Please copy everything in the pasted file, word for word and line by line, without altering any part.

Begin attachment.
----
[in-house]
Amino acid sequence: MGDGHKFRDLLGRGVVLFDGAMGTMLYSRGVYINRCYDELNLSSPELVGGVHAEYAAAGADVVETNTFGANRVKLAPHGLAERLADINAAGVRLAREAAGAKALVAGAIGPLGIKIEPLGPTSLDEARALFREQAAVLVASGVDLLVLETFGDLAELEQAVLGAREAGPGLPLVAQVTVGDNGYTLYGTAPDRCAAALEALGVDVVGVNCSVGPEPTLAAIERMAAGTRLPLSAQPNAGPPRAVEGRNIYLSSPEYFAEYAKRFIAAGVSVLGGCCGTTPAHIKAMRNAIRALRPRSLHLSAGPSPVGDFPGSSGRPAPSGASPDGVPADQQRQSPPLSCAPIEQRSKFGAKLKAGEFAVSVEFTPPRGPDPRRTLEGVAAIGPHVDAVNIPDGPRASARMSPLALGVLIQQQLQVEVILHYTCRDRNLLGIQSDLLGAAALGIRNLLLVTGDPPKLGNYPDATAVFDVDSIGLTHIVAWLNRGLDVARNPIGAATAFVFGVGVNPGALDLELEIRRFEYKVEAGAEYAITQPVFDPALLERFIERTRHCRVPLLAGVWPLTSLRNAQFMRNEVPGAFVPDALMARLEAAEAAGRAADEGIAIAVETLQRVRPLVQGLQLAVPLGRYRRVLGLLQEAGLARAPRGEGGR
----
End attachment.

[in-house]
Amino acid sequence: MGDGHKFRDLLGRGVVLFDGAMGTMLYSRGVYINRCYDELNLSSPELVGGVHAEYAAAGADVVETNTFGANRVKLAPHGLAERLADINAAGVRLAREAAGAKALVAGAIGPLGIKIEPLGPTSLDEARALFREQAAVLVASGVDLLVLETFGDLAELEQAVLGAREAGPGLPLVAQVTVGDNGYTLYGTAPDRCAAALEALGVDVVGVNCSVGPEPTLAAIERMAAGTRLPLSAQPNAGPPRAVEGRNIYLSSPEYFAEYAKRFIAAGVSVLGGCCGTTPAHIKAMRNAIRALRPRSLHLSAGPSPVGDFPGSSGRPAPSGASPDGVPADQQRQSPPLSCAPIEQRSKFGAKLKAGEFAVSVEFTPPRGPDPRRTLEGVAAIGPHVDAVNIPDGPRASARMSPLALGVLIQQQLQVEVILHYTCRDRNLLGIQSDLLGAAALGIRNLLLVTGDPPKLGNYPDATAVFDVDSIGLTHIVAWLNRGLDVARNPIGAATAFVFGVGVNPGALDLELEIRRFEYKVEAGAEYAITQPVFDPALLERFIERTRHCRVPLLAGVWPLTSLRNAQFMRNEVPGAFVPDALMARLEAAEAAGRAADEGIAIAVETLQRVRPLVQGLQLAVPLGRYRRVLGLLQEAGLARAPRGEGGR